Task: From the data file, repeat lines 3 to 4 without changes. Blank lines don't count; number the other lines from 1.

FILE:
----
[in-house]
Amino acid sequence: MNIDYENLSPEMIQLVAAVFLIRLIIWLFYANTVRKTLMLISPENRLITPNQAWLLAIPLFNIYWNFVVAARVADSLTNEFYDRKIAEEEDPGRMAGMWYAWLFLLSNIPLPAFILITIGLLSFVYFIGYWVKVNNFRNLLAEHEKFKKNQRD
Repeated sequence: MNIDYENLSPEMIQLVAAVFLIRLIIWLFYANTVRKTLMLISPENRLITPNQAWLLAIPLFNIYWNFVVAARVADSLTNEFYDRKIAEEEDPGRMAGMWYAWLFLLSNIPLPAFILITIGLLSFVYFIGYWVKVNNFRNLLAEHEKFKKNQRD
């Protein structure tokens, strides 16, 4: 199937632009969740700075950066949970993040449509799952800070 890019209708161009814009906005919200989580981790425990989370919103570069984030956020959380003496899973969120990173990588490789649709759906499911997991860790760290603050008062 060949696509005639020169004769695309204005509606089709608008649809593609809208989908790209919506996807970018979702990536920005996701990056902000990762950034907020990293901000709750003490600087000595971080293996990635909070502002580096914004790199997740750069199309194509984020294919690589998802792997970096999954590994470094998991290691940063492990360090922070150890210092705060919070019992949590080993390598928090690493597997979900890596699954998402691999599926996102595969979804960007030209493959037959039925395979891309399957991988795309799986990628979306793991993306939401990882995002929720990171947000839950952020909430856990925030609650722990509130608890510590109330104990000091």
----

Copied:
Repeated sequence: MNIDYENLSPEMIQLVAAVFLIRLIIWLFYANTVRKTLMLISPENRLITPNQAWLLAIPLFNIYWNFVVAARVADSLTNEFYDRKIAEEEDPGRMAGMWYAWLFLLSNIPLPAFILITIGLLSFVYFIGYWVKVNNFRNLLAEHEKFKKNQRD
């Protein structure tokens, strides 16, 4: 199937632009969740700075950066949970993040449509799952800070 890019209708161009814009906005919200989580981790425990989370919103570069984030956020959380003496899973969120990173990588490789649709759906499911997991860790760290603050008062 060949696509005639020169004769695309204005509606089709608008649809593609809208989908790209919506996807970018979702990536920005996701990056902000990762950034907020990293901000709750003490600087000595971080293996990635909070502002580096914004790199997740750069199309194509984020294919690589998802792997970096999954590994470094998991290691940063492990360090922070150890210092705060919070019992949590080993390598928090690493597997979900890596699954998402691999599926996102595969979804960007030209493959037959039925395979891309399957991988795309799986990628979306793991993306939401990882995002929720990171947000839950952020909430856990925030609650722990509130608890510590109330104990000091």